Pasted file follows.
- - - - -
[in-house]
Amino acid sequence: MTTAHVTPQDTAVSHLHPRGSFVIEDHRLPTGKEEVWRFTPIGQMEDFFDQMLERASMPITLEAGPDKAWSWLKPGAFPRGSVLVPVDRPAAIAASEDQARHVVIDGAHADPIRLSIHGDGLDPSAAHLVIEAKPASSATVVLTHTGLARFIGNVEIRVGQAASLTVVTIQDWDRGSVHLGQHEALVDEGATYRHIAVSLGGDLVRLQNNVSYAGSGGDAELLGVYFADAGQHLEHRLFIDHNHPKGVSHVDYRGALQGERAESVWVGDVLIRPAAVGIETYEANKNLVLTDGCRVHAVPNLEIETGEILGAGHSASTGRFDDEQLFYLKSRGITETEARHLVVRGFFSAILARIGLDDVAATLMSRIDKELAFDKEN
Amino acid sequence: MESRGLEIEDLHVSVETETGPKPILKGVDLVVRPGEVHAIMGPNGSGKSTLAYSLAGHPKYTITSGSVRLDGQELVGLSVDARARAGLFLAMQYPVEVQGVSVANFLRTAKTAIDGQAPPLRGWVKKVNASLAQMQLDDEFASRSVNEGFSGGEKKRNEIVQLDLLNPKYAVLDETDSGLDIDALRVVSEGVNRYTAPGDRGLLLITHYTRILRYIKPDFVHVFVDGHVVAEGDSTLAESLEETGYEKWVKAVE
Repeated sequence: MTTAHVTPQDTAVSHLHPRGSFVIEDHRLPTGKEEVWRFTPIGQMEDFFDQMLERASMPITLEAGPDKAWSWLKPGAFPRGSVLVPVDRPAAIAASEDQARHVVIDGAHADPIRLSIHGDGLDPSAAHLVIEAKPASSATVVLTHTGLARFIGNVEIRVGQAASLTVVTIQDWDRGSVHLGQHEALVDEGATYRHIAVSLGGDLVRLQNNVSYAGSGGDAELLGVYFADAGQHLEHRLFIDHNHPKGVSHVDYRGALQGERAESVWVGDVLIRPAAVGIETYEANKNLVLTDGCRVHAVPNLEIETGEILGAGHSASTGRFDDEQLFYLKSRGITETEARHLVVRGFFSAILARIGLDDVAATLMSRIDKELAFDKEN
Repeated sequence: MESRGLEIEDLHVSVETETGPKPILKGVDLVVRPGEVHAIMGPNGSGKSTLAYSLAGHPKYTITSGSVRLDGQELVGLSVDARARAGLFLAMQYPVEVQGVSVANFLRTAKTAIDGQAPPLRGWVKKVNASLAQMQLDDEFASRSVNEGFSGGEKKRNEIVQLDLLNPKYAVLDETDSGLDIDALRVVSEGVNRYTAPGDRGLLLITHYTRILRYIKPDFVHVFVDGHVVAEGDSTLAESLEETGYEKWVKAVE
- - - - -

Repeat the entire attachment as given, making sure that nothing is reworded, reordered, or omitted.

[in-house]
Amino acid sequence: MTTAHVTPQDTAVSHLHPRGSFVIEDHRLPTGKEEVWRFTPIGQMEDFFDQMLERASMPITLEAGPDKAWSWLKPGAFPRGSVLVPVDRPAAIAASEDQARHVVIDGAHADPIRLSIHGDGLDPSAAHLVIEAKPASSATVVLTHTGLARFIGNVEIRVGQAASLTVVTIQDWDRGSVHLGQHEALVDEGATYRHIAVSLGGDLVRLQNNVSYAGSGGDAELLGVYFADAGQHLEHRLFIDHNHPKGVSHVDYRGALQGERAESVWVGDVLIRPAAVGIETYEANKNLVLTDGCRVHAVPNLEIETGEILGAGHSASTGRFDDEQLFYLKSRGITETEARHLVVRGFFSAILARIGLDDVAATLMSRIDKELAFDKEN
Amino acid sequence: MESRGLEIEDLHVSVETETGPKPILKGVDLVVRPGEVHAIMGPNGSGKSTLAYSLAGHPKYTITSGSVRLDGQELVGLSVDARARAGLFLAMQYPVEVQGVSVANFLRTAKTAIDGQAPPLRGWVKKVNASLAQMQLDDEFASRSVNEGFSGGEKKRNEIVQLDLLNPKYAVLDETDSGLDIDALRVVSEGVNRYTAPGDRGLLLITHYTRILRYIKPDFVHVFVDGHVVAEGDSTLAESLEETGYEKWVKAVE
Repeated sequence: MTTAHVTPQDTAVSHLHPRGSFVIEDHRLPTGKEEVWRFTPIGQMEDFFDQMLERASMPITLEAGPDKAWSWLKPGAFPRGSVLVPVDRPAAIAASEDQARHVVIDGAHADPIRLSIHGDGLDPSAAHLVIEAKPASSATVVLTHTGLARFIGNVEIRVGQAASLTVVTIQDWDRGSVHLGQHEALVDEGATYRHIAVSLGGDLVRLQNNVSYAGSGGDAELLGVYFADAGQHLEHRLFIDHNHPKGVSHVDYRGALQGERAESVWVGDVLIRPAAVGIETYEANKNLVLTDGCRVHAVPNLEIETGEILGAGHSASTGRFDDEQLFYLKSRGITETEARHLVVRGFFSAILARIGLDDVAATLMSRIDKELAFDKEN
Repeated sequence: MESRGLEIEDLHVSVETETGPKPILKGVDLVVRPGEVHAIMGPNGSGKSTLAYSLAGHPKYTITSGSVRLDGQELVGLSVDARARAGLFLAMQYPVEVQGVSVANFLRTAKTAIDGQAPPLRGWVKKVNASLAQMQLDDEFASRSVNEGFSGGEKKRNEIVQLDLLNPKYAVLDETDSGLDIDALRVVSEGVNRYTAPGDRGLLLITHYTRILRYIKPDFVHVFVDGHVVAEGDSTLAESLEETGYEKWVKAVE